Value Stream Mapping (VSM) is a proven tool. Suitable for a wide range of industries and processes, VSM is ideal for creating positive organizational changes, developing effective future conditions and producing whole-system benefits in cost, quality and flexibility. In short, it helps eliminate waste.
However, like any tool, VSM must be used correctly. This means avoiding the common mistakes that cancel the mapping process. Below are tips for developing an accurate VSM. Not only do these tips improve the accuracy of your map and facilitate the mapping process, they will also help you reap its benefits throughout the system.
But first, we need to define a value stream. It includes all the activities required to bring a product from “raw materials” into the hands of the customer or to provide service to a target audience. Michael Porter, author of Competitive Advantage: Creating and Sustain Superior Performance, was among the first to talk about value chains and value streams. In his definition of a value stream, he includes primary activities, such as inbound logistics, and support activities, such as procurement. Porter relates these activities to gain a competitive advantage.
One key to the value of power mapping suggested by Porter’s definition is to define the product or service to be mapped. In other words, make sure you have a value stream that needs to be mapped out before entering the process, as the goal is to identify system-wide waste and then remove it. Unfortunately, some VSM apply in situations where there is no product or control part, such as in product development processes. Make sure that there is a repeatable action or control part to follow before creating a value stream map. Otherwise, you’re just wasting time and resources.
Another key to developing a VAM is to observe performance first hand. While many value streams are simple, many are also complex. In some cases, the production process or service delivery efforts are long and tedious. In other cases, it may take a few days or a couple of weeks or the person developing the process to fill out the card quickly. All this makes it difficult to develop a value stream map.
In addition, not much of what goes on in the day-to-day running of a business – phone calls, interruptions, work priorities – is not stored on a computer or in a person’s memory. So depending on technical standards to fill in the information fields and determine potential savings, it will not work, nor will it try to develop a card while sitting in your office. While the map may be technically correct, you will miss many of the activities that actually happen on the floor.
Unfortunately, these activities affect production time and the value of the product. Therefore, you must observe the product as it is produced or the service while it is being delivered to determine which activities add value and which do not. While sometimes difficult to do, it is important to gather accurate data for your VSM. Otherwise, create a process card, not a value stream card.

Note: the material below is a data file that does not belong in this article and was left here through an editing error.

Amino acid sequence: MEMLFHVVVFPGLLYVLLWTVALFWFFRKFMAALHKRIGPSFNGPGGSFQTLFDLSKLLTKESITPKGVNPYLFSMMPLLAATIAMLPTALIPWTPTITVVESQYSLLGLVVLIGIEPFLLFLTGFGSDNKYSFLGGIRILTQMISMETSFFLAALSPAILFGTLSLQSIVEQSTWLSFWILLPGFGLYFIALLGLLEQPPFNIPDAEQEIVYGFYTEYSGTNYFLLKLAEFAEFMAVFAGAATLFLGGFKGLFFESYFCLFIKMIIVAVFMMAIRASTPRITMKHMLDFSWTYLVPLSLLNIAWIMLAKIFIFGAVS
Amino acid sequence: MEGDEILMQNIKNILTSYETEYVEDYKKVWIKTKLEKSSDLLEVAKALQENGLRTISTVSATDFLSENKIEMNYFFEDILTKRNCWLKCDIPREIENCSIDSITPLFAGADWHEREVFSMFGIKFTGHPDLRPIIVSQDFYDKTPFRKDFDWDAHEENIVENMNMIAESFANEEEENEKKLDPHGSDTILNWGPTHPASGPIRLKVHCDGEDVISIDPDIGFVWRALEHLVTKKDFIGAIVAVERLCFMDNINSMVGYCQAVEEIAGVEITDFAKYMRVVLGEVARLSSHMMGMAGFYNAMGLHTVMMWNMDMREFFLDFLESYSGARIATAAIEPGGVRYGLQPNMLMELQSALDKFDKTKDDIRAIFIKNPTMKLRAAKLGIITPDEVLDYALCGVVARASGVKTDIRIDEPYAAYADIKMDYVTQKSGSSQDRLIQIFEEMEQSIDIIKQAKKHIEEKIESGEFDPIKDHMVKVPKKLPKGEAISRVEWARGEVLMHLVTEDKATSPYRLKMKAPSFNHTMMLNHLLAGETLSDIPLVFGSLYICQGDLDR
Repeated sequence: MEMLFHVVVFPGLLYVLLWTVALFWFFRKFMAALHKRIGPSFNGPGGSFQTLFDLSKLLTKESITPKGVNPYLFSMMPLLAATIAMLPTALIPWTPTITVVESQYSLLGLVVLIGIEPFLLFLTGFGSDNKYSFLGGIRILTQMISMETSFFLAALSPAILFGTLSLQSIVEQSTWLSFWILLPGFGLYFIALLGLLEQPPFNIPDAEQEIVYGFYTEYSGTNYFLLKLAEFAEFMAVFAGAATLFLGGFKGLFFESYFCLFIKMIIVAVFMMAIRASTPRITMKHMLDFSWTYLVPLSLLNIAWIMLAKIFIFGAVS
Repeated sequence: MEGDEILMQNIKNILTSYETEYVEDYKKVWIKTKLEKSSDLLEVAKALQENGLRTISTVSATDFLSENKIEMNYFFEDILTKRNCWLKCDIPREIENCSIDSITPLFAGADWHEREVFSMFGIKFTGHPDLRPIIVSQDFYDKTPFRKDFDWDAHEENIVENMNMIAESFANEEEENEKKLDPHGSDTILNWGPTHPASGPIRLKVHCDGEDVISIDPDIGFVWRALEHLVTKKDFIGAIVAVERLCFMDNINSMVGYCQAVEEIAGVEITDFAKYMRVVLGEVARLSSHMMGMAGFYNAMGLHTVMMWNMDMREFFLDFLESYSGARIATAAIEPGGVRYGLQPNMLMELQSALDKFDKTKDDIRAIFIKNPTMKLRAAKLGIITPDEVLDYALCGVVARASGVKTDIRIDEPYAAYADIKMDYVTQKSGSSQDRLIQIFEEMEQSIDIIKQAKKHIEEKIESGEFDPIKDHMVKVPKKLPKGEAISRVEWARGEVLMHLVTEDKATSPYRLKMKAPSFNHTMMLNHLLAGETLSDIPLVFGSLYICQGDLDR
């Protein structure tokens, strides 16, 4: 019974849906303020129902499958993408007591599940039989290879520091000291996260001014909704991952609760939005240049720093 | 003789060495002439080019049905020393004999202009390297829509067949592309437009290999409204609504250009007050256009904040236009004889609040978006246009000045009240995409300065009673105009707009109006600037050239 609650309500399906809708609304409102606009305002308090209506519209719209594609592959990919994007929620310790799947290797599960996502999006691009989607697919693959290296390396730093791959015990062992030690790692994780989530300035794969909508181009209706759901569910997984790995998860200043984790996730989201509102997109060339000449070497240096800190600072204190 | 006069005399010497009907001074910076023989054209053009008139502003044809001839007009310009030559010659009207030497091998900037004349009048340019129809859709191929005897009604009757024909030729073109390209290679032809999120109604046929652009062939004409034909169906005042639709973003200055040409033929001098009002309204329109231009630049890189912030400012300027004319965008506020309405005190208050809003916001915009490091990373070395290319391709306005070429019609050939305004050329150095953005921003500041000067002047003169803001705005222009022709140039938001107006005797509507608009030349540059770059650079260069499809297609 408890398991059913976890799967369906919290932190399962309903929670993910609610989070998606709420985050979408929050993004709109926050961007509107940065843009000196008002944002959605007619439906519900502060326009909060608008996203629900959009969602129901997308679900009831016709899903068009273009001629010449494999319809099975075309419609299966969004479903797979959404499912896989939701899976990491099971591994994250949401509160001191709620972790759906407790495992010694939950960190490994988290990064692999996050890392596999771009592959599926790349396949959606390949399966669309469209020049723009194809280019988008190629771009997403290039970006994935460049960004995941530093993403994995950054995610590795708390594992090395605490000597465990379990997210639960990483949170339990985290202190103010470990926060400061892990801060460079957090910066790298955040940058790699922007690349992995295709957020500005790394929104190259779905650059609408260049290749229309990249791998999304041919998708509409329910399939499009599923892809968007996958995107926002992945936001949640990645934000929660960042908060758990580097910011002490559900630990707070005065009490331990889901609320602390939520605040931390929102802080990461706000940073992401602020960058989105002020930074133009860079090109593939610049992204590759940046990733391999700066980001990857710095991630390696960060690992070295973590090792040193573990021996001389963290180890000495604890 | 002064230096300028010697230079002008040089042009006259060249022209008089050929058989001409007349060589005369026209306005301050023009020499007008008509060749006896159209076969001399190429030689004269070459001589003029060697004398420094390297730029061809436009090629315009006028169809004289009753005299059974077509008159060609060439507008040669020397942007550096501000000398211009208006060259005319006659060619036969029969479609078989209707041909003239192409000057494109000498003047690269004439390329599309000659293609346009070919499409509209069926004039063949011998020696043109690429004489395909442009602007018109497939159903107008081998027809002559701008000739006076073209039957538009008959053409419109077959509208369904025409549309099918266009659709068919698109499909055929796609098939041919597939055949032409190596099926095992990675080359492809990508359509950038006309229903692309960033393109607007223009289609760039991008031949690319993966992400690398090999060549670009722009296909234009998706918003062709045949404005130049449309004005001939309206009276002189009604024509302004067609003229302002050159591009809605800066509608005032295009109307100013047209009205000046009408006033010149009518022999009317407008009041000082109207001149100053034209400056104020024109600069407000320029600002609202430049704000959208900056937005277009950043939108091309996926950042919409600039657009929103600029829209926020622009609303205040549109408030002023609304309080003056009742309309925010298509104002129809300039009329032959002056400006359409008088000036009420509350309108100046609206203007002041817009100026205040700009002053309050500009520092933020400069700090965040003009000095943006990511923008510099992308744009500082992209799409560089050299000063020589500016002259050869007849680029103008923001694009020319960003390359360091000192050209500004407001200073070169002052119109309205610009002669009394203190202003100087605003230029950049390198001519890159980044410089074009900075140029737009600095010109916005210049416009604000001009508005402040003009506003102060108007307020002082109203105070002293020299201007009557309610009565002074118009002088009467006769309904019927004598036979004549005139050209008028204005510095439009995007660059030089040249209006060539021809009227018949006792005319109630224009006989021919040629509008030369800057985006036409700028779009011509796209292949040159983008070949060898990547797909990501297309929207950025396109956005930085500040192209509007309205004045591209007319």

Also, make sure you follow the product that is in production or the service provided throughout. Sometimes an observer follows the employee through a long drawn out production process. When he or she stops trading the product, the observer follows the employee instead of the control part. This can spell disaster.
Let’s say, for example, that the product is a patient in a medical office. When the physician finishes his examination, the observer should follow the patient, not the nurse updating the patient’s chart. If the observer is following the nurse, he or she will map out the nurse’s work, not the work done on the control section, which stopped when the patient left home.
Also, be aware of product families when developing a VSM. Most companies produce more than one product family. Sometimes it gets complicated after a single product family because the observer did a poor job of identifying the key product family before hand. By not identifying the product family, the observer risks being distracted and following the wrong treatment path.
Two common problem areas in value stream mapping ignore shared resources and double counting time. These pitfalls can cancel the accuracy of a value stream card.
Most companies have shared resources. These resources – which can be people, assembly lines or equipment – often support multiple product families. If the observer forgets to identify these shared resources when developing a value stream map, the map will be incorrect. Identify the shared resources in a value stream ahead of time. Forgetting to do this gives wrong estimates for things like cycle times. And that in turn will affect the end product of the card.
Also, make sure you understand exactly what goes into an information box and what is a processing step. Usually changed in an information box, but what about the travel time. The key is to separate the actual work involved in completing the product or service from the things that make up the inventory. Long shifts cause the bearing to build, but what about long-distance travel? Both activities could possibly be removed because they both cause the inventory to build.
These tips will help you develop accurate value cards. The cards, in turn, will help cut waste from your production processes or services in delivering sequence, streamlining operations, cutting costs and improving customer service. More importantly, they help you reap the benefits that VSM provides, making your efforts both productive and profitable.